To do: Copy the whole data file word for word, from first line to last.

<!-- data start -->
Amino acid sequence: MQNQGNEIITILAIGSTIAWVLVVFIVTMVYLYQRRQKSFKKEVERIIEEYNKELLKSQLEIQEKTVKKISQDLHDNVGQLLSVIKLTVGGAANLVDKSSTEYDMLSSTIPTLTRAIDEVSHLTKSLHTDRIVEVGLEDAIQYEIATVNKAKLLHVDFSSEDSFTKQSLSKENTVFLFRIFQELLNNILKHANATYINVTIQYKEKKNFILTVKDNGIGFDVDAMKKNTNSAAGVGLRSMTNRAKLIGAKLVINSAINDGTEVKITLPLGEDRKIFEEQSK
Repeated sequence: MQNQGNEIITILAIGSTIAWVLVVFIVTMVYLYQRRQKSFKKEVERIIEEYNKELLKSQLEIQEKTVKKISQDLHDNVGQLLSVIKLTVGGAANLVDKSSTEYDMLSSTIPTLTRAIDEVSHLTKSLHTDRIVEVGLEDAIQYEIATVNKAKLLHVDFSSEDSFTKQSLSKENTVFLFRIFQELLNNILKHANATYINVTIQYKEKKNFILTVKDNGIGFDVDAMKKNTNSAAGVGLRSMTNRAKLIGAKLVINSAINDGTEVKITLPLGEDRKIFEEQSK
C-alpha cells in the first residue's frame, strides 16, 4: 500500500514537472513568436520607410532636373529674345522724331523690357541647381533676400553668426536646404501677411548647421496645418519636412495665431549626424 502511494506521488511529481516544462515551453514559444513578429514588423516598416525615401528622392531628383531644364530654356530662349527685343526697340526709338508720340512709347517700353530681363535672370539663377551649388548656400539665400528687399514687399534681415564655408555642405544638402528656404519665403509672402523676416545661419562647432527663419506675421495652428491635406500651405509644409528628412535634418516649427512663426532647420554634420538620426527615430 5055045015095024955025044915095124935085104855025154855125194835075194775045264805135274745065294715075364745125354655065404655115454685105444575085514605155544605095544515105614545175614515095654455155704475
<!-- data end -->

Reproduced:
Amino acid sequence: MQNQGNEIITILAIGSTIAWVLVVFIVTMVYLYQRRQKSFKKEVERIIEEYNKELLKSQLEIQEKTVKKISQDLHDNVGQLLSVIKLTVGGAANLVDKSSTEYDMLSSTIPTLTRAIDEVSHLTKSLHTDRIVEVGLEDAIQYEIATVNKAKLLHVDFSSEDSFTKQSLSKENTVFLFRIFQELLNNILKHANATYINVTIQYKEKKNFILTVKDNGIGFDVDAMKKNTNSAAGVGLRSMTNRAKLIGAKLVINSAINDGTEVKITLPLGEDRKIFEEQSK
Repeated sequence: MQNQGNEIITILAIGSTIAWVLVVFIVTMVYLYQRRQKSFKKEVERIIEEYNKELLKSQLEIQEKTVKKISQDLHDNVGQLLSVIKLTVGGAANLVDKSSTEYDMLSSTIPTLTRAIDEVSHLTKSLHTDRIVEVGLEDAIQYEIATVNKAKLLHVDFSSEDSFTKQSLSKENTVFLFRIFQELLNNILKHANATYINVTIQYKEKKNFILTVKDNGIGFDVDAMKKNTNSAAGVGLRSMTNRAKLIGAKLVINSAINDGTEVKITLPLGEDRKIFEEQSK
C-alpha cells in the first residue's frame, strides 16, 4: 500500500514537472513568436520607410532636373529674345522724331523690357541647381533676400553668426536646404501677411548647421496645418519636412495665431549626424 502511494506521488511529481516544462515551453514559444513578429514588423516598416525615401528622392531628383531644364530654356530662349527685343526697340526709338508720340512709347517700353530681363535672370539663377551649388548656400539665400528687399514687399534681415564655408555642405544638402528656404519665403509672402523676416545661419562647432527663419506675421495652428491635406500651405509644409528628412535634418516649427512663426532647420554634420538620426527615430 5055045015095024955025044915095124935085104855025154855125194835075194775045264805135274745065294715075364745125354655065404655115454685105444575085514605155544605095544515105614545175614515095654455155704475